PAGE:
IUCN welcomes Bhutan as new State Member

12 January 2012 | News story

The Royal Government of Bhutan has announced its decision to become a Member of IUCN. The Ministry of Agriculture and Forests has been designated by the Royal Government of Bhutan as its liaison with the IUCN Secretariat. IUCN extends its warmest welcome to the Kingdom of Bhutan.

Bhutan’s landscape ranges from subtropical plains in the south to the sub-alpine Himalayan heights in the north, with some peaks exceeding 7,000 metres (23,000 ft). The state religion is Vajrayana Buddhism, and the population of under a million people is predominantly Buddhist with Hinduism the second-largest religion.

Bhutan is known as a model for proactive conservation initiatives. The Kingdom has received international acclaim for its commitment to its biodiversity. Bhutan has committed to maintain at least 60% of its land area under forest cover and to designate more than 40%of its territory as national parks, reserves and other protected areas. Most recently, Bhutan identified a further 9% of land area as biodiversity corridors that link protected areas.

“IUCN is extremely honoured to have the Royal Government of Bhutan join IUCN as a State Member” says Aban Marker Kabraji, IUCN Regional Director, Asia. “Bhutan is a country which has thoughtfully embarked on a pathway of development which is extremely unique and as such provides a real source of inspiration to many other societies which are seeking to find a balance between human development and the sustainability of the natural environment.”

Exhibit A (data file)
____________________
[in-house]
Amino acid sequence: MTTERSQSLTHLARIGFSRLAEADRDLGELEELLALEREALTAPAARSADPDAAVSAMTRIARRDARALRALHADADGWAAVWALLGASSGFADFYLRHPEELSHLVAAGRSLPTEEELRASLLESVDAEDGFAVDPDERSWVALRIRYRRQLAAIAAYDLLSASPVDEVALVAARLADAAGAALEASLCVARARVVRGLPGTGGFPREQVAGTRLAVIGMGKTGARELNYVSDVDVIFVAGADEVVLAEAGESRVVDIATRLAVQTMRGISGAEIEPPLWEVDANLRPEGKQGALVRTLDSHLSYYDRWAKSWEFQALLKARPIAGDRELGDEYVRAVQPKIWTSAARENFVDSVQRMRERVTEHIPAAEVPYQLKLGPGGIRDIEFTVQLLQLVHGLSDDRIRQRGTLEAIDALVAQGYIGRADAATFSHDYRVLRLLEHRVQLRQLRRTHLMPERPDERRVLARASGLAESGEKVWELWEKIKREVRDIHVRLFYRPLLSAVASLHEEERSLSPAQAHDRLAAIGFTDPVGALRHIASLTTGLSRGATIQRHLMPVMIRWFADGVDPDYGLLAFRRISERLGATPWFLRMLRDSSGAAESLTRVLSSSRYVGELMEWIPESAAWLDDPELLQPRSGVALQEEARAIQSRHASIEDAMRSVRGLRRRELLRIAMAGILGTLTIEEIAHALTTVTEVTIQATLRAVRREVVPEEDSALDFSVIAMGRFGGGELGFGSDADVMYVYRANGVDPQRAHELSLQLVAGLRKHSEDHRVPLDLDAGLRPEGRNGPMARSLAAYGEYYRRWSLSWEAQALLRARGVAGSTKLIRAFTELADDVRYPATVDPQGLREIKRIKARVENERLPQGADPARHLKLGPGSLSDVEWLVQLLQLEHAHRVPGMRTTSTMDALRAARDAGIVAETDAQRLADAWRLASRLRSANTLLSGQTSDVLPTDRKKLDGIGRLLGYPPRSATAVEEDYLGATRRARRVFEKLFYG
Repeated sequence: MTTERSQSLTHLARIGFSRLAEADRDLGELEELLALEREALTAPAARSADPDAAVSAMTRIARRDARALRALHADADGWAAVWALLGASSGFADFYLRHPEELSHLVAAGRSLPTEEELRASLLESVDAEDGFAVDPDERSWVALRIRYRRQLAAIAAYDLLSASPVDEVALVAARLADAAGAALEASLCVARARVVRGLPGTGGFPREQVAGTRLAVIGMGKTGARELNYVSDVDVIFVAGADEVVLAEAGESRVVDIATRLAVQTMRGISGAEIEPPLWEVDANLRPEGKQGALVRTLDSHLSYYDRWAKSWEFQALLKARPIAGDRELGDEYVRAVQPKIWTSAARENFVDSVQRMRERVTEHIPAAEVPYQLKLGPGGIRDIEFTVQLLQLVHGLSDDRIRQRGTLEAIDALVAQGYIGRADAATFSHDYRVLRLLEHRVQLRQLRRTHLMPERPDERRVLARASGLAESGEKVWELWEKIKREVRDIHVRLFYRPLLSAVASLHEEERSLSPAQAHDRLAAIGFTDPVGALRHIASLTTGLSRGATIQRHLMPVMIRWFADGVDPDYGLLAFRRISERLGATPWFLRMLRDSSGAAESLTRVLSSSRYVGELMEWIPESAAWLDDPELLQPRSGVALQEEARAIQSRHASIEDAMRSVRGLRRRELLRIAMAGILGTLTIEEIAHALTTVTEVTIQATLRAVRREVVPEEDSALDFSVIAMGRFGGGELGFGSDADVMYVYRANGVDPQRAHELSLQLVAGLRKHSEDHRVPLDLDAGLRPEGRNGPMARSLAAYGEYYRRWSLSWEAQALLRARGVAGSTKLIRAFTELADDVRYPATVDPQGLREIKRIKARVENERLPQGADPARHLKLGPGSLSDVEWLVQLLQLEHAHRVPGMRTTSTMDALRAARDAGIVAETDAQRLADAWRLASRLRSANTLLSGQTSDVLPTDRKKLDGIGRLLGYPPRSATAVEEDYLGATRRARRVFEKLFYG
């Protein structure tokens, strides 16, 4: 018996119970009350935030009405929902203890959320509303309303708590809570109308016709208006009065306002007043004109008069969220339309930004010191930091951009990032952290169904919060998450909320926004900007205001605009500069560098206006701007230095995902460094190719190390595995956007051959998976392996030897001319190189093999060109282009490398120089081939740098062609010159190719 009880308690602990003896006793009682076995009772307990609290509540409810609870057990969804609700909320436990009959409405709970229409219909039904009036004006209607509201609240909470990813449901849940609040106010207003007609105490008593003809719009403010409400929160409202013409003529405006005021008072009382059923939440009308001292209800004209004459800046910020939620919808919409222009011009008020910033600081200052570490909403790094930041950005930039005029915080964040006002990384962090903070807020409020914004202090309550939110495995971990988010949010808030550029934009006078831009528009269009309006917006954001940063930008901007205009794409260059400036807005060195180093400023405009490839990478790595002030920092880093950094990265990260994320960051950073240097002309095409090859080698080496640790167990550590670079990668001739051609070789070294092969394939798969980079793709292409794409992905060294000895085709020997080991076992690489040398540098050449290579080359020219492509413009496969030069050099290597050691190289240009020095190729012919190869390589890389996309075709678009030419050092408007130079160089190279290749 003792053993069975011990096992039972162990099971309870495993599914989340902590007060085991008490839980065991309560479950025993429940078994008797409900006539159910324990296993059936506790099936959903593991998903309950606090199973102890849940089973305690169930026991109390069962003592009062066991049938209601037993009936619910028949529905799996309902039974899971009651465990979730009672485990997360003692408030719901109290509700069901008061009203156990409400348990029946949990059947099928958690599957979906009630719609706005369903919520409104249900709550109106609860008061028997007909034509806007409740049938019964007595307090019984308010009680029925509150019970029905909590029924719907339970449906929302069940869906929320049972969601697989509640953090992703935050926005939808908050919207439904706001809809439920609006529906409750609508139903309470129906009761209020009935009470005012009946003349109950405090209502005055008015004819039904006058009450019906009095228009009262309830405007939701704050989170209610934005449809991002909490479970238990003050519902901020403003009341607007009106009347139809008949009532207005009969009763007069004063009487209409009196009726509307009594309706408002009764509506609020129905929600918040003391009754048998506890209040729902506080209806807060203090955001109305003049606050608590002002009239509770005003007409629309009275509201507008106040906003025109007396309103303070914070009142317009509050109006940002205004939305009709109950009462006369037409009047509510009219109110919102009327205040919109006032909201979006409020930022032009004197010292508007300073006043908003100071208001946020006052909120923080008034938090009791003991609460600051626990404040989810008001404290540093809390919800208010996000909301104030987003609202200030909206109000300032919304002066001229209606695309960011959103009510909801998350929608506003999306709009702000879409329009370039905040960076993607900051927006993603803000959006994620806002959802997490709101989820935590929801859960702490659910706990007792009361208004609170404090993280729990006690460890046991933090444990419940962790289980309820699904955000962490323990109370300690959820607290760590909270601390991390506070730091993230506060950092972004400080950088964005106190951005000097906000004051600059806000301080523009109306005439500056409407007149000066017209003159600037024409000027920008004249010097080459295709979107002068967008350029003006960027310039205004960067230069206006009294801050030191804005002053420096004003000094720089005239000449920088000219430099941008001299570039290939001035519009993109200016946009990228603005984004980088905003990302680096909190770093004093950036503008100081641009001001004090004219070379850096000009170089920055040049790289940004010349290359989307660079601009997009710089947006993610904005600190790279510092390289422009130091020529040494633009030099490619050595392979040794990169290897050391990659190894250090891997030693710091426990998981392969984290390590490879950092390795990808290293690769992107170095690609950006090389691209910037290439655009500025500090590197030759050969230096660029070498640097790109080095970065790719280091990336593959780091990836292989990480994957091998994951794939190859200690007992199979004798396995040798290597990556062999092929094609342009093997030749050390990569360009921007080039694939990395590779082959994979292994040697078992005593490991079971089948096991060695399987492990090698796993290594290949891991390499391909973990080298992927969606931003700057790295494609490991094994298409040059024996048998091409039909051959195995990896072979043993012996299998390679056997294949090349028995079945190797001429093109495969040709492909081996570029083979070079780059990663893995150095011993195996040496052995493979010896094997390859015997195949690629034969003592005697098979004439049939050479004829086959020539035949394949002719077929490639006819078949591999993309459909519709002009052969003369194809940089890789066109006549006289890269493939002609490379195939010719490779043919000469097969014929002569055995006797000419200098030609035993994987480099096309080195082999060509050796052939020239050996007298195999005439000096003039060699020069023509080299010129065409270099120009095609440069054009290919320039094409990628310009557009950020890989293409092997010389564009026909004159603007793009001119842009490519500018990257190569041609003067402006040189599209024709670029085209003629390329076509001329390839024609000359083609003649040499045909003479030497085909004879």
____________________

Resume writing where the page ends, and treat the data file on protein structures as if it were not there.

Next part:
Bhutan was the first country to measure happiness under the guidance of the fourth King. His Majesty Jigme Singye Wangchuck advocated a holistic approach to development emphasizing the protection of the environment, sustainable development, good governance and preservation of culture. In 2005, the Royal Government of Bhutan decided to develop Gross National Happiness (GNH) indicators in order to move the concept of GNH from the point of academic discourse to a measurable one. The indicators aim to check whether programmes and policies are consistent with the values of GNH.

The diversity of Bhutan’s natural resources, its strong commitment to the promotion and protection of the environment, its history and cultural diversity make IUCN proud to welcome this country as a new State Member of IUCN. In addition to the State Member, Bhutan is home to an IUCN NGO Member, the Royal Society for Protection of Nature.

The IUCN Asia Regional Office is currently discussing collaboration with the Royal Government of Bhutan on issues such as human-wildlife conflict and climate change adaptation in Bhutan and the Himalayan region, among other issues.

For more information contact
Raj Kumar, Regional Membership Focal Point for Asia, IUCN Asia Regional Office, t. +66 (2) 6624029 (ext. 117), e. raj.kumar@iucn.org